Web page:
“While we are currently talking with FTA about how we develop enhanced transit down this corridor, we’re also looking at how do we make sure that as we grow along the corridor we grow in a way that can fully take advantage of that transit. You want to answer existing needs for ridership and you want to build ridership in the future to really make the transit pencil out.”
  • TOD/landowners
    “TOD grant says that if you’re going into areas, let’s make sure there’s a lot of stuff happening at these station areas. Make sure that you have zoning in place to do that, make sure that the landowners there share your vision, make sure that they understand what’s going on. So, really one of our next big steps is to reach out to some of the folks in those key areas.”
  • Stakeholders
    “We’ve talked to a lot of the big stakeholders already like the Huntsville Housing Authority, which has Northwoods and is one of the areas we’re looking at. The University of Alabama in Huntsville actually has signed multiple support letters for improving transit along that corridor, and they’ve got that executive plaza piece on the northern part of their campus. MidCity (District) obviously works very closely with the city and the development of their property. We’ve already engaged them on a number of occasions, but we also want to talk with a lot of the other landowners around there.”
  • Timeframe
    “Implementing transit, especially on a corridor like that, can sometimes take a while. We’re talking about four, maybe five years or even longer before you actually see any kind of transit implemented along that corridor. And that’s a fairly aggressive timeline. This grant represents a lot of the homework that we’re doing. So in the early phases, it’s us meeting with a lot of those property owners and doing public meetings. We anticipate doing a little bit of outreach in terms of explaining what BRT looks like, what the different options are.”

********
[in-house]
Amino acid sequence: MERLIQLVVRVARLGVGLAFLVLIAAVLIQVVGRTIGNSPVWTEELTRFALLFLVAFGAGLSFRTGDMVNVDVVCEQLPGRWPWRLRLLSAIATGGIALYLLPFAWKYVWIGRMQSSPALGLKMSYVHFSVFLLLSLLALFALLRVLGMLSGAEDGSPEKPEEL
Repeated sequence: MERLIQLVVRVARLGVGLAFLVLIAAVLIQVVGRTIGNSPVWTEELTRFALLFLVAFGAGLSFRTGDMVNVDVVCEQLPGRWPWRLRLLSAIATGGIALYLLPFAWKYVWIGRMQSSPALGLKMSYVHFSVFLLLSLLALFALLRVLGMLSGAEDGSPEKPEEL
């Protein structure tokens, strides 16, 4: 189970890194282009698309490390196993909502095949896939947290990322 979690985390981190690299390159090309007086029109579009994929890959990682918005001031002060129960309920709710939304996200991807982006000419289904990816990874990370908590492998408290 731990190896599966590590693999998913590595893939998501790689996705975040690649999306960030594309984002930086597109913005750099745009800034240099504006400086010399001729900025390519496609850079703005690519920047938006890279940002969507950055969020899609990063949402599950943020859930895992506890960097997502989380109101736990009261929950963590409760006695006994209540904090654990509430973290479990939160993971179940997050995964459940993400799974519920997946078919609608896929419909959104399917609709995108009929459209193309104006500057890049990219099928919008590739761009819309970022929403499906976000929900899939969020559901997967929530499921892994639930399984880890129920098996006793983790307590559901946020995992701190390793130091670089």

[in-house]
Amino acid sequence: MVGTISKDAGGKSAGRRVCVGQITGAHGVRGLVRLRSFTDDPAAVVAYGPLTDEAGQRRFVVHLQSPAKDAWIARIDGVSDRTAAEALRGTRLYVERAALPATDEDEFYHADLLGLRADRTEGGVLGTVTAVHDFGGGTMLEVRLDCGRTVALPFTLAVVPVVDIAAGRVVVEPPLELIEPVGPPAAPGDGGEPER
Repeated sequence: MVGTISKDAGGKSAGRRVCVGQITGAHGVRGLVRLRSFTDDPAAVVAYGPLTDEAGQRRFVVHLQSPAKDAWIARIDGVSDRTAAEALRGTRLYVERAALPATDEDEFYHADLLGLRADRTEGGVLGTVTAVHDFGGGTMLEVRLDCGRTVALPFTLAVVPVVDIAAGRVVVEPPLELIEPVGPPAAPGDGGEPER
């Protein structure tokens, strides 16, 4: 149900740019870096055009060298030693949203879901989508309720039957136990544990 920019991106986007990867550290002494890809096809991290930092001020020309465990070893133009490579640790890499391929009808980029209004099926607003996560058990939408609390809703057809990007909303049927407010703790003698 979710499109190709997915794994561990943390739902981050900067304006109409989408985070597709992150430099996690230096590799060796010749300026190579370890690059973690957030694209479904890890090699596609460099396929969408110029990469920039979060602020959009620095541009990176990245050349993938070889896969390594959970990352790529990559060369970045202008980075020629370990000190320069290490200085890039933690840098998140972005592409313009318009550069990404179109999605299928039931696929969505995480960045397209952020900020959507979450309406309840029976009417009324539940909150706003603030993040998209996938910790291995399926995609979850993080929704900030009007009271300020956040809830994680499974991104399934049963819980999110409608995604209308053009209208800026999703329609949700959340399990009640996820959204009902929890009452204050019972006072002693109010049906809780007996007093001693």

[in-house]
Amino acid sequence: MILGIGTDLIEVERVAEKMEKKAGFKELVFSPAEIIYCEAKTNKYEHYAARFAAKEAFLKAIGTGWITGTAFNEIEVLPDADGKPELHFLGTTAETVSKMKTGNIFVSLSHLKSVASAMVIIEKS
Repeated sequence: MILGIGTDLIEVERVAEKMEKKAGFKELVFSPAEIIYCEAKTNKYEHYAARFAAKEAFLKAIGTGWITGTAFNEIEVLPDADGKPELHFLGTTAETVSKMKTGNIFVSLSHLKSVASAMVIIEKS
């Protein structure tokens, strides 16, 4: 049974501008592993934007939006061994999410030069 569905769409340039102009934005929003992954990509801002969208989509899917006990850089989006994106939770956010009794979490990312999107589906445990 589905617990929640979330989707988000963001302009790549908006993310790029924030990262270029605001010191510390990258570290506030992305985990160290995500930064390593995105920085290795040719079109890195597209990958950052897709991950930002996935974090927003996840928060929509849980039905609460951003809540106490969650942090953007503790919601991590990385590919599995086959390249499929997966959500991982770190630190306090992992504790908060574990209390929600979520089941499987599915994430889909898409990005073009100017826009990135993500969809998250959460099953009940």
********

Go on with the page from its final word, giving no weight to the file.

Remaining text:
• Community relations
    “Federal agencies generally like to see what you’ve actually done with that grant that they’ve given you. So, yeah, we’ll work through the timeline. You know, it’s a pretty big corridor even though we’re focusing on those three nodes. It’s a lot of work. But I think a year is probably realistic to at least have a plan and that’s not just something we share with FTA. That’s also something that we share with the community. We want folks to recognize what’s coming. It’s always good for the community to see what’s being planned.”
  • Proactive approach
    “The centerpiece of this, the main reason for doing this, we know growth is gonna continue to happen out here. As UAH grows, as MidCity becomes more popular, you’re only going to see more growth out there. We want to make sure that we’re prepared in advance because it’s easier to do transit implementation before you really need it.”
  • Atlanta, Nashville lessons
    “Look at other communities. You can look at Atlanta, which was not fairly aggressive about growing their transit regionally and (now) struggles to do it. And Nashville, which grew so fast and really struggles to stay in front of their infrastructure. You don’t want to look for bad examples, but you do want to say there are other folks who have made mistakes about planning for growth and we want to make sure we don’t duplicate those mistakes.”